Aircraft: Cirrus SR22. Injuries: 2 Fatal. Location: Boynton Beach, Fla. Aircraft damage: Substantial
What reportedly happened: Both people on board the Cirrus were pilots. At the time of the accident, the plane was returning from an airshow and flying in formation with two aerobatic airplanes.
The pilot of one of the aerobatic airplanes reported that shortly after the Cirrus crossed the border of an unpopulated wetland area at an altitude of approximately 29 feet AGL, it pitched upward to an angle of about 30°, then rolled left, then began a rapid descent into the marsh from which it did not pull out.
Post-accident examination of the wreckage revealed no evidence of any pre-impact mechanical malfunctions or failures that would preclude normal operation.
Flight data recorded by a device onboard the Cirrus, along with statements provided by witnesses, suggested that one of the pilots likely attempted to perform an aileron roll at low altitude. The Cirrus is not approved for aerobatic flight.
The investigation could not determine which of the pilots was physically manipulating the controls at the time of the accident, however, given the right seat pilot’s substantial previous flight experience, the provisions of the exclusive agreement under which he rented the accident airplane, and statements from witnesses affirming that the pilot had attempted the maneuver in the past, investigators determined that most likely the right seat pilot was acting as pilot-in-command at the time of the accident and was either manipulating the controls or directing the left seat pilot’s manipulation of the controls at the time.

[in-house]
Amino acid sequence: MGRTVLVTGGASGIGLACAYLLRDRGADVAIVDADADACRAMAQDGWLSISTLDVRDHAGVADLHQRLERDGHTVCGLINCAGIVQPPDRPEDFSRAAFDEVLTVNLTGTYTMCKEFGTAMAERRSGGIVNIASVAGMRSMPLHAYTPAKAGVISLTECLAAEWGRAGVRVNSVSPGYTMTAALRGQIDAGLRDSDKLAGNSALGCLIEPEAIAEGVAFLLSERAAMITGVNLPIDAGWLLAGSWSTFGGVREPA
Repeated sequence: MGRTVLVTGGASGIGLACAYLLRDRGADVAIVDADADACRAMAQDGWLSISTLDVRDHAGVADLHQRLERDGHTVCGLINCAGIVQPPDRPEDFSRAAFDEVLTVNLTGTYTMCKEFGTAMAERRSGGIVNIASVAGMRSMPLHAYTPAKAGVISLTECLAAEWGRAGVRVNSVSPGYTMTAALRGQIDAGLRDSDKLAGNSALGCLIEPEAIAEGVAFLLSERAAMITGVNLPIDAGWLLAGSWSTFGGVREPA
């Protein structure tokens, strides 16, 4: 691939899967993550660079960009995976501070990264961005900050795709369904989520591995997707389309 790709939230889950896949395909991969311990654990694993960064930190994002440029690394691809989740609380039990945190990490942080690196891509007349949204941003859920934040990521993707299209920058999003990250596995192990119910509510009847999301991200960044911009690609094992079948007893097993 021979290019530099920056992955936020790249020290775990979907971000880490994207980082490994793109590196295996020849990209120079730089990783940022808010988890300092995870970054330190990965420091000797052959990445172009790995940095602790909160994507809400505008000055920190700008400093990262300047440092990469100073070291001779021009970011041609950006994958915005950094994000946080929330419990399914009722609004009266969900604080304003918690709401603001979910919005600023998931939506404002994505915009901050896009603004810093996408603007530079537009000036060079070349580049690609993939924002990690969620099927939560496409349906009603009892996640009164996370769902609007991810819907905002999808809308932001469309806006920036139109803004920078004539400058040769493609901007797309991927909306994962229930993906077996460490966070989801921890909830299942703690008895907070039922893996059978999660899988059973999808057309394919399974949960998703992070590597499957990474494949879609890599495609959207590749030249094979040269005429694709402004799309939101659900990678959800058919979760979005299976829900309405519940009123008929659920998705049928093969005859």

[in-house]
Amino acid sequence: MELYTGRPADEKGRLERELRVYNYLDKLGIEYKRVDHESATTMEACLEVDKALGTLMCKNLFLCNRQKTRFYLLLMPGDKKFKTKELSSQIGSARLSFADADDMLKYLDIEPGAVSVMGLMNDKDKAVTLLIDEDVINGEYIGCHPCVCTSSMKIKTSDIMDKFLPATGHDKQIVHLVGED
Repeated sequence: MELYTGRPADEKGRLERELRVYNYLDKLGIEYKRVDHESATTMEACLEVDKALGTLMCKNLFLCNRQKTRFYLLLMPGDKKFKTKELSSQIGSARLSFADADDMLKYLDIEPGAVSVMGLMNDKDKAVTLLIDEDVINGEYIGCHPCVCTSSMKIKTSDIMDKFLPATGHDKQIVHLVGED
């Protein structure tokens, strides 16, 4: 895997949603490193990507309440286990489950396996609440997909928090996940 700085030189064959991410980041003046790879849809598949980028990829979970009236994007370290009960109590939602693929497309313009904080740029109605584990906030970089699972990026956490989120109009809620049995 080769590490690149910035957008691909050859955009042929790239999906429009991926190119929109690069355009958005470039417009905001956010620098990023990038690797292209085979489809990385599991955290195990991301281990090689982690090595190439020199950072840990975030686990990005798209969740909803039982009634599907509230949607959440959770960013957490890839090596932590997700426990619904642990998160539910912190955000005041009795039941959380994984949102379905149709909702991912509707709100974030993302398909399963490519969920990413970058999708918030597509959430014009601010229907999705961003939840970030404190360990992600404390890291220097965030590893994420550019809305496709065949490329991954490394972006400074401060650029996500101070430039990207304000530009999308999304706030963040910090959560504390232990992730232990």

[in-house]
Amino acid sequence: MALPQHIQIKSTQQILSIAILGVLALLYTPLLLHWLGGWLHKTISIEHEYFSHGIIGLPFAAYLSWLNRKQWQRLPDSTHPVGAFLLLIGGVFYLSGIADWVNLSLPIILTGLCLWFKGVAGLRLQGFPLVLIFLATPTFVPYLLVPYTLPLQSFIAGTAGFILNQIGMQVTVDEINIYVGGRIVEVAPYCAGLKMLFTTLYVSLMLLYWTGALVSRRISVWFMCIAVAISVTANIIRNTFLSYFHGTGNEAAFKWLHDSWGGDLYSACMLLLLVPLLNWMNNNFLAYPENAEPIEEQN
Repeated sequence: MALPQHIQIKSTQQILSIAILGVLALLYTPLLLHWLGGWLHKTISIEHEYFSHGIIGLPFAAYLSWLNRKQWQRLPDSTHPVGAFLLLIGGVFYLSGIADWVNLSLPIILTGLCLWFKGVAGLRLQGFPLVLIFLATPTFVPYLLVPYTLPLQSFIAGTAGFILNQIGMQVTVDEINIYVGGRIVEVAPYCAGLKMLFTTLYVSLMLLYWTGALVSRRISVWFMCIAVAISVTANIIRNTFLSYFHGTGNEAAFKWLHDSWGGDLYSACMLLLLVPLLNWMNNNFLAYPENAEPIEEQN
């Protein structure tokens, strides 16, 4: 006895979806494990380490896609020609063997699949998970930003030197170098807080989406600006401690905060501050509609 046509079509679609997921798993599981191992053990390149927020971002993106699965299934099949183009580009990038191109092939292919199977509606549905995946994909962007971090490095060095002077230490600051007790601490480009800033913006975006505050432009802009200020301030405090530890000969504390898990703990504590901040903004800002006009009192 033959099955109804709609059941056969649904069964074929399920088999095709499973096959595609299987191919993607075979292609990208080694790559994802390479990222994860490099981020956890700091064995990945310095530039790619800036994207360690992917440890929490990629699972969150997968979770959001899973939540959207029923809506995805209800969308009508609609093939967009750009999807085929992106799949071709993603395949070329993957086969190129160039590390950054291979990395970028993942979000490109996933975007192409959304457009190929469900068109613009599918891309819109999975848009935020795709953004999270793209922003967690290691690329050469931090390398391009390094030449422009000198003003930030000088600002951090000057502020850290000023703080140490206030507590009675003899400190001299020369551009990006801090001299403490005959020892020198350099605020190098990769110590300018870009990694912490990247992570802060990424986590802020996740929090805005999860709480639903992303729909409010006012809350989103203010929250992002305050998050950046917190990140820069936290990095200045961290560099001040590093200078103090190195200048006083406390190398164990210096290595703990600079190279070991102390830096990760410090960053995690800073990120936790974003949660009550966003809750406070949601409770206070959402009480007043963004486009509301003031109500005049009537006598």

Investigators determined that it is unlikely that activation of the ballistic recovery parachute system would have affected the outcome of the event. The system’s safety pin was found installed.
Additionally, based on observations of the airplane’s occupant restraint systems, recovered positions of the pilots’ remains, and pre-accident photographs recovered from an electronic device onboard the airplane, it is unlikely that the right seat pilot was wearing his shoulder restraint. It could not be determined if this apparent lack of upper body restraint may have inhibited the right seat pilot’s ability to control the airplane during the maneuver.
Probable cause: The right seat pilot’s decision to attempt a low-altitude aerobatic maneuver in a non-aerobatic airplane.
NTSB Identification: ERA12FA068
This November 2011 accident report is provided by the National Transportation Safety Board. Published as an educational tool, it is intended to help pilots learn from the misfortunes of others.